Cerulean Companion

Companion app to enable Cerulean Sonar devices to share their data with other hosts and services, such as QGroundControl or a BlueROV2.







Installing a Release

Head over to Releases and download the appropriate version for your OS.

For now, the app is CLI only. Use terminal on Linux/Mac and CMD on Windows to execute the program. Follow the help prompt to set the flags appropriately for your configuration.

For Linux, you’ll need to enable execution of the file with your file manager, or by running chmod +x cerulean-companion . In Windows 10, you may need to approve a SmartScreen dialog.

$ ./cerulean-companion
usage: cerulean-companion [-h] [-r /dev/ttyUSB#] [-g /dev/ttyXXX#] [-e localhost:port]
                  [-m host:port] [--log level]

Getting ROVL and GPS data into QGroundControl on a BlueROV2

Requirements

Start and Configure QGroundControl

Because of the way QGroundControl handles USB devices, we’ll have to disable its auto-connect functionality for everything except UDP. If we don’t do this, the Cerulean Companion (or anything else) will be unable to interact with serial ports while QGroundControl is open. This won’t have any effect on the way a BlueROV2 operates.

We also want to switch the NMEA GPS Device to “UDP Port” and leave it on 14401.

You can find these settings in the Q Menu of QGroundControl, and your settings should look like this:

qgc_settings

Plug Everything In

Determine the Correct Ports

You’ll need to figure out the correct ports for the ROVL Receiver and GPS on your system. This can be accomplished a few ways:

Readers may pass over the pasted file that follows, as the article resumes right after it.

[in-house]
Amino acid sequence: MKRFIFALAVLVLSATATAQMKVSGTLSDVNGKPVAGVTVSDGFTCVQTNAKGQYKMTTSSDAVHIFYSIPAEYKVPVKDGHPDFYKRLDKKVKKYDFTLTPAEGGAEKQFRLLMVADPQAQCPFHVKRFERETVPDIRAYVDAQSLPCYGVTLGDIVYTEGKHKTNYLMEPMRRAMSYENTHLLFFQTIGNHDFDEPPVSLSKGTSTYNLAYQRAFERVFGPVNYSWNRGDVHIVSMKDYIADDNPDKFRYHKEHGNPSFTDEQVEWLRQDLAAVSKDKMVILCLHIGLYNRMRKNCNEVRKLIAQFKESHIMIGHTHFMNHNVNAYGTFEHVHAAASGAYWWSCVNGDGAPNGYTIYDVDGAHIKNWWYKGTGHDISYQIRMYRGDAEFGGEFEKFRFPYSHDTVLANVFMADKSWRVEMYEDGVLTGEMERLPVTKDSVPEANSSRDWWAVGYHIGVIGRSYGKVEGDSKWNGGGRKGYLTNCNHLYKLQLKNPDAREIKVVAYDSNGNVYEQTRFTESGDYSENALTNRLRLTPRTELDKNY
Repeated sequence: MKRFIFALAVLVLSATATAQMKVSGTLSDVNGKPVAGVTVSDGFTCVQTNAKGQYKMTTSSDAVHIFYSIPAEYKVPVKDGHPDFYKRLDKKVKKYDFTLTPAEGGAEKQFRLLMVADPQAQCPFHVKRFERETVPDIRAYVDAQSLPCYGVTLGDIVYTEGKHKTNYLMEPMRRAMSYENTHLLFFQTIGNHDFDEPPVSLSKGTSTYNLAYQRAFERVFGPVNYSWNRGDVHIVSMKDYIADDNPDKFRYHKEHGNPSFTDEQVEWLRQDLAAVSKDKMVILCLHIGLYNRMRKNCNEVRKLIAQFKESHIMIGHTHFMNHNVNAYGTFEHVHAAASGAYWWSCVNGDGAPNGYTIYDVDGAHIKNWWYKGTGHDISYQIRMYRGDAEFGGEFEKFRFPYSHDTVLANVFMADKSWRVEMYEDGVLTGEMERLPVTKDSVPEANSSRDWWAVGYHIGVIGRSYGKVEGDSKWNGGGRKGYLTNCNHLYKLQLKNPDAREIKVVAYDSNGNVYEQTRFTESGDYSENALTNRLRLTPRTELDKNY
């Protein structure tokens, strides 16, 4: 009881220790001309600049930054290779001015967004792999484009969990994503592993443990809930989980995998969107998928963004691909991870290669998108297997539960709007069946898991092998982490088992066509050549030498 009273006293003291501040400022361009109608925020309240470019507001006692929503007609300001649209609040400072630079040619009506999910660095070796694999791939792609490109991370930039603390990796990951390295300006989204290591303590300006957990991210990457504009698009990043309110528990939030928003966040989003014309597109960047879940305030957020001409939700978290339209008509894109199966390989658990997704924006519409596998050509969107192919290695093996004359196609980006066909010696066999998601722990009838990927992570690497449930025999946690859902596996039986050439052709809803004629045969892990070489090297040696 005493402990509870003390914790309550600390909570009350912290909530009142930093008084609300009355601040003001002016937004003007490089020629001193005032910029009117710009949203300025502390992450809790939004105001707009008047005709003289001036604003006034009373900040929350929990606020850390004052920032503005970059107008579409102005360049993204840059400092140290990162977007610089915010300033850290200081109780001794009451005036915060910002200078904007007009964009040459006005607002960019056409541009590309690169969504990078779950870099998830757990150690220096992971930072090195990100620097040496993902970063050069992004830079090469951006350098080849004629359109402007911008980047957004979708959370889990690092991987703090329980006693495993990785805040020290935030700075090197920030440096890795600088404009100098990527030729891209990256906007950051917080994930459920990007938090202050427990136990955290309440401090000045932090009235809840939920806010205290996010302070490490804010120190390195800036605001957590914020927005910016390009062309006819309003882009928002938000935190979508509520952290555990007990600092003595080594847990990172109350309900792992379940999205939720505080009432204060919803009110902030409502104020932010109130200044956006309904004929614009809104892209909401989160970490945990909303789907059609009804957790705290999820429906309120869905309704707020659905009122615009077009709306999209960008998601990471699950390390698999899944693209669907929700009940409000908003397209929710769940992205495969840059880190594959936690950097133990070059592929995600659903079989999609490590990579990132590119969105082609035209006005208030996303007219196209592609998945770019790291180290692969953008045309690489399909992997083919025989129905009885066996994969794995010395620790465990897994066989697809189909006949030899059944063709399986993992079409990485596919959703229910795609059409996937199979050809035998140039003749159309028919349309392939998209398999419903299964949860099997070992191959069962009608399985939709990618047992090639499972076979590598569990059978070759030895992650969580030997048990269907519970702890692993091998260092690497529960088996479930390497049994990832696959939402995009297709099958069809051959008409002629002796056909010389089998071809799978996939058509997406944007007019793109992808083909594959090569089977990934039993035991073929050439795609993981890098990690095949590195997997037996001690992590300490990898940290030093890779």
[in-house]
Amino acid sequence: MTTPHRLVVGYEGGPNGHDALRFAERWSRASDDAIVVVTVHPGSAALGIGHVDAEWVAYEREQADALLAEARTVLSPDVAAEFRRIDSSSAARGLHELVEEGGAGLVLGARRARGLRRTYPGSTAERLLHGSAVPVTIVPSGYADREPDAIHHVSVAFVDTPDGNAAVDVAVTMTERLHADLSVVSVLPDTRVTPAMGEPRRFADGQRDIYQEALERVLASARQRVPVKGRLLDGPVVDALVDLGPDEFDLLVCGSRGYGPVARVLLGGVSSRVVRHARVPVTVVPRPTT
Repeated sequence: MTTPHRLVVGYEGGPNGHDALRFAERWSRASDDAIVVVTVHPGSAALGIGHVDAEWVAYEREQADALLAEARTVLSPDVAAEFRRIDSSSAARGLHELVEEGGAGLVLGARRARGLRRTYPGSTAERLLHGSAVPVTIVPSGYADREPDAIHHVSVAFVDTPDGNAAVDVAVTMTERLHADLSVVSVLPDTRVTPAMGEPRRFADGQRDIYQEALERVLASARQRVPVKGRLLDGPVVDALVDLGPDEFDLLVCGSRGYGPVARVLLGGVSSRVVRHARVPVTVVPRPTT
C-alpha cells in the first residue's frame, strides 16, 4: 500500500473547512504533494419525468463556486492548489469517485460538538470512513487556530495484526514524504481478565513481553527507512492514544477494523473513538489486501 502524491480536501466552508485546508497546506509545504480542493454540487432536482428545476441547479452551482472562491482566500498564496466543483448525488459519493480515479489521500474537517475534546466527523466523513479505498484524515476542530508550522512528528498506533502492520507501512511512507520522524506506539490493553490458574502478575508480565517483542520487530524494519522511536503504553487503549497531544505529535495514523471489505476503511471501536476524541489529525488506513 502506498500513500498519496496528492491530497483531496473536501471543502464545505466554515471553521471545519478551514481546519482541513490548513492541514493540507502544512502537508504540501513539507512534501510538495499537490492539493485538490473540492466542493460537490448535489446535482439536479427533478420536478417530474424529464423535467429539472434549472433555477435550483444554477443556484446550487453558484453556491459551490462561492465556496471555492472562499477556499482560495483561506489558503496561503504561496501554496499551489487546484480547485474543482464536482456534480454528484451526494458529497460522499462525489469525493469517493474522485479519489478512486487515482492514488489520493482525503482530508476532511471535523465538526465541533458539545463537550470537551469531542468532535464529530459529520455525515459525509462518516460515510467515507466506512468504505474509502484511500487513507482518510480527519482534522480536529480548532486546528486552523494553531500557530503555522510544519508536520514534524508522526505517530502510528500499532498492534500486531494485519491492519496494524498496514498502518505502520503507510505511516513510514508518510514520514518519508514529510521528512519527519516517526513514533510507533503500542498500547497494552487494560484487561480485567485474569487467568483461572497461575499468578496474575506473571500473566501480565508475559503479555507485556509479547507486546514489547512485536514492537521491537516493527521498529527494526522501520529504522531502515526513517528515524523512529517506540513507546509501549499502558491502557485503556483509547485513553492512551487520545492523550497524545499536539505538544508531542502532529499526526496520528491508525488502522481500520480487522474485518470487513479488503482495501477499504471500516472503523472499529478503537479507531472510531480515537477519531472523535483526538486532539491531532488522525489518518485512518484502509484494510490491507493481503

At this point, you may want to allow your GPS some time to acquire a lock, and pivot the ROVL Receiver around so it can initialize.

Sync the ROVL Receiver and Transmitter

This is a good time to sync the ROVL Receiver and Transmitter using the supplied software, or by sending it D0 when the devices are touching.

On Linux:

$ sudo -s
# echo 'D0' > /dev/ttyUSB0

Run the app

Run cerulean-companion in a terminal with the settings you determined in the previous step, it should look something like this:

$ ./cerulean-companion -r /dev/ttyUSB0 -g /dev/ttyACM0 -e localhost:14401 -m 192.168.2.2:27000

By default, the BlueROV2 listens for position information at 192.168.2.2:27000

QGroundControl listens for position information at localhost:14401 if enabled in settings

If all has gone well, you should see your location as well as your ROV in QGroundControl’s map display:

qgc_map

If you have issues, check the output of cerulean-companion in the terminal

Advanced Usage

Installing From PIP

With python3.6 or later, the following command will install all dependencies locally:

pip3 install --user --force-reinstall git+https://github.com/CeruleanSonar/Cerulean-Companion.git

Note the --force-reinstall flag. This is required if you already have pynmea2 installed to get our custom modified branch.

You should then be able to run the command:

$ cerulean-companion
usage: cerulean-companion [-h] [-r /dev/ttyUSB#] [-g /dev/ttyXXX#] [-e localhost:port]
                  [-m host:port] [--log level]
cerulean-companion: error: GPS and USBL devices must be specified

Serial devices detected:
  /dev/cu.Bluetooth-Incoming-Port - n/a
  /dev/cu.DansCans-SPPDev - n/a

Building for distribution:

To package it up for consumption on another machine:

git clone https://github.com/CeruleanSonar/Cerulean-Companion.git
cd Cerulean-Companion
pip3 install pyinstaller ./ -t build
env PYTHONPATH="build" python3 -m PyInstaller cerulean-companion.spec

You will find the executable file in the dist subfolder.